Tuesday, December 18, 2018

Thoughts on market correction

The S&P500 has pulled back around 13% from its highs. For those that only focus on price, 2018 has not been a good year. My portfolio has pulled back from the $600K levels and is now sitting in the high $500k's :(  I made a vow to myself that I will climb myself back up!

The lower prices a lot of companies are dropping by is creating a lot of good value. Each share I can purchase now contributes more dividend income compared to when the S&P500 was at its peak. Although this site says my goal is to reach $1MM by some time, the real goal of the portfolio is income appreciation. Since I am still in my accumulation stage in life, I want my dollars to be put to their best use. A market sale provides are more efficient way for me to deploy cash as yields will be higher. I am developing a list of stocks I am planning to purchase after the holiday season. I do not expect to purchase anything from now until the end of the year as I will be going on vacation.

After New Years I plan to have around $15,000 in capital around mid January. Hopefully values are still attractive by then. My feeling is that since the S&P500 is ending the year quite negative, tax loss harvesting is going to exacerbate a lot of the losses. I do not plan to tax loss harvest as I do not like selling any stock. February is traditionally a bad month as well. And since the trend now is downward without any recovery, I am feeling rather patient waiting for a floor of resistance before deploying anything quickly. This may mean waiting in January or waiting until February. After my recent large purchase a few weeks ago, my portfolio has had a large swing upward in dividend income so I do not feel a need to increase it as quickly in the interim.

My focus is on defensive type businesses with conservative yields and conservative payout ratios. There are discussion about recessions and slowdowns. A defensive portfolio with business types that still function very well under larger unemployment will preserve capital and pay dividends better than cyclical industries like oil & gas, industrials, transports, banks, and discretionary. Defensive industries include sectors like consumer staples, healthcare, and utilities.

Eventually stocks will fall hard enough during hard times and the dividend yield will be the only thing keeping a stock from falling any further. The yield acts as a floor. If JNJ or Clorox falls in price to a 4% yield, then that will be a huge bargain as those payout ratios are safe and the business is defensive in nature. When a stock like Netflix or Tesla falls 60% there is no dividend to pay you to hold along, there is no floor of protection. The only thing keeping you in is the prospect or hope that the price will rise back up again.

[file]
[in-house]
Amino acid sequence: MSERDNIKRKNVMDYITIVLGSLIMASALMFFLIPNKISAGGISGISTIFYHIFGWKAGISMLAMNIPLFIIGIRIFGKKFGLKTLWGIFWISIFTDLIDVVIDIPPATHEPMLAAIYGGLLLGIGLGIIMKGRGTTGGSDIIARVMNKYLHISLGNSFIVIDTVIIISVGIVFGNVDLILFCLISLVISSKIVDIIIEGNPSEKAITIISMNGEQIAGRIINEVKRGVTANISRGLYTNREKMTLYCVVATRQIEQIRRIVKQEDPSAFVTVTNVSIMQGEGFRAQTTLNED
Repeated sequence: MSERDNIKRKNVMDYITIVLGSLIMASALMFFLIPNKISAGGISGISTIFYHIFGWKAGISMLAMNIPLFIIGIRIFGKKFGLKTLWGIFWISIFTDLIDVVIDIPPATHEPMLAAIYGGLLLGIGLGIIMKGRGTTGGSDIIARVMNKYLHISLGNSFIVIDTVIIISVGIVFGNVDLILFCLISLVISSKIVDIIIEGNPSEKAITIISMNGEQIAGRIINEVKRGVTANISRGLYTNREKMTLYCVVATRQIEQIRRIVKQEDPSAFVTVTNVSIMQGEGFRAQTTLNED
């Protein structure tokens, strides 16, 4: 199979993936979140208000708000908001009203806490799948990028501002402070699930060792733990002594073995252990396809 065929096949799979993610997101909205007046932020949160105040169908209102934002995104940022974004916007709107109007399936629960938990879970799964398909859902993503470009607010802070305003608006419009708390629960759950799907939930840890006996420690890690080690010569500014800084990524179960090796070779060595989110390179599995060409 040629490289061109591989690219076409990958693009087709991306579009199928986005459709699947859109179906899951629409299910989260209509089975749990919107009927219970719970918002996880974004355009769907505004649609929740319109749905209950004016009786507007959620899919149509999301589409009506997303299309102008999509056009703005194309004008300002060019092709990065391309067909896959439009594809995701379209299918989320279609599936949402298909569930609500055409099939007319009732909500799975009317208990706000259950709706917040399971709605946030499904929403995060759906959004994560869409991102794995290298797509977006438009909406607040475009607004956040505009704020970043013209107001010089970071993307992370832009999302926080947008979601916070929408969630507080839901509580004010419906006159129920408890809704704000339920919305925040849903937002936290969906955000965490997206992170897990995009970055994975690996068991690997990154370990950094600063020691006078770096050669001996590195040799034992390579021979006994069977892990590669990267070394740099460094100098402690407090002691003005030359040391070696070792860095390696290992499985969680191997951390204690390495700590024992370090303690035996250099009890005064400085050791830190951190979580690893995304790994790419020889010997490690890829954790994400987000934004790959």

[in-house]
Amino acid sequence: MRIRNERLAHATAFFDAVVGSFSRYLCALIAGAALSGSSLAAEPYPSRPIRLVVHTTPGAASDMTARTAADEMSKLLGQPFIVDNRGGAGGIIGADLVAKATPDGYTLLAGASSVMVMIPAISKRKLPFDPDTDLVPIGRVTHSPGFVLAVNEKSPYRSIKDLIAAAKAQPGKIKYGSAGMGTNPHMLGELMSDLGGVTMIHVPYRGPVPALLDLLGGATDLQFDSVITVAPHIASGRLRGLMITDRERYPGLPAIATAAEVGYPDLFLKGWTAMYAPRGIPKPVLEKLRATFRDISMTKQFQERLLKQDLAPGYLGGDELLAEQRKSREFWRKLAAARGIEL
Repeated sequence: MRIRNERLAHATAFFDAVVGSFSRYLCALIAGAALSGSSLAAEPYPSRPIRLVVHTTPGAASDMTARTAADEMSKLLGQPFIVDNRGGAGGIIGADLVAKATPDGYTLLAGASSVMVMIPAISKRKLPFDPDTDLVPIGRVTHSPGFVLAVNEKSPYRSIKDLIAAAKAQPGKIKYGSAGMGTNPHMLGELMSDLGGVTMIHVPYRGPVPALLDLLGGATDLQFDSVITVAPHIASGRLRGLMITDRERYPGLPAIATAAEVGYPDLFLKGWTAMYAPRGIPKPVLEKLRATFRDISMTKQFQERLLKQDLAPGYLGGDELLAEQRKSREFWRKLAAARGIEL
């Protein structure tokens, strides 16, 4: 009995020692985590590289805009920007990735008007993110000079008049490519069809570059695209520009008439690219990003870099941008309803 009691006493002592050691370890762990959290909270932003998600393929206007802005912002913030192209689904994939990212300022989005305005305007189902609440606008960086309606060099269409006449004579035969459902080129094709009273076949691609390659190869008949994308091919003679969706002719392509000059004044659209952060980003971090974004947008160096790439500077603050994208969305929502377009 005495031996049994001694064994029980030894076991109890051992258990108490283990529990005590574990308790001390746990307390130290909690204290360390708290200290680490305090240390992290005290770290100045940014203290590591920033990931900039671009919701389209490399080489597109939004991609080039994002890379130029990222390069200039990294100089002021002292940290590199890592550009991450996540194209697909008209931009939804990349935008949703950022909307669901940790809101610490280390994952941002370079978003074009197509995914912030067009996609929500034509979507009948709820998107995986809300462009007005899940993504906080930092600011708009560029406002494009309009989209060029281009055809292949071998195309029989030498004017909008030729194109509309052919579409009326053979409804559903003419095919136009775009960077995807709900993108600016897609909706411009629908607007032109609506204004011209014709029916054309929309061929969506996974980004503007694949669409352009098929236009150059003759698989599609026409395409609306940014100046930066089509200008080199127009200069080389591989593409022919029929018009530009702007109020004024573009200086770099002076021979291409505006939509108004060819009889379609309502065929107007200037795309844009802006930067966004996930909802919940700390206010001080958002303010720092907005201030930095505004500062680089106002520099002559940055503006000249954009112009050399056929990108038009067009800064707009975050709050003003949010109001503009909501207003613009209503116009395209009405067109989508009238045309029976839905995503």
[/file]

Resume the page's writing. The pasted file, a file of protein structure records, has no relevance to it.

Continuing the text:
I don't believe I can invest in a business just based purely on price speculation, hope that the price will go up one day. I need to have some form of payment periodically to allow me to hold it comfortably during a recession. The dividend is reassurance to me that the business is still profitable and that I can still rely on it to provide income even during bad economic times. Dividend aristocrats are examples of companies that have survived countless recessions while still maintaining a increasing dividend year after year, these companies RAISED their dividends during recessions. This is why my portfolio is heavily concentrated towards dividend aristocrat types of businesses that are in defensive sectors. Dividends don't lie and at the end of the day if a company is cash flow negative, there will be no dividends.


  1. Philip Morris's yield just topped 6% after Credit Suisse downgraded it. Are you considering adding to nicotine? I notice you haven't bought much in a while, but obviously already a sizeable block in your portfolio.

    1. I think the yields are great and I prefer MO over PM right now due to their efforts in diversifying to other products besides traditional smoke.

      MO and PM (high yield stocks) are important to my portfolio since they help offset my low yield very high growth purchases. I like to have a balance of high dividend growth and decent yield. When I buy something like a Visa or Stryker, I will pair it with a MO/PM or another higher yielding company above 3 or 4% to avoid having the portfolio move to a low weighted yield. Right now I have a lot of MO or PM so I avoid adding to them in isolation.

  2. Hi There,

    You are definitely a big motivation for me. Try to spread your purchases over several weeks instead of going 100% in one day. You are way ahead anyways. I for example invest nearly every single day. I have about 100 different positions and add to them as time goes on. I rarely sell, very rarely.

  3. I hope that values are attractive at that time.

  4. It was always very difficult for me to work with such graphics. You need a lot of practice to predict the price or the growth. It is a very complicated work.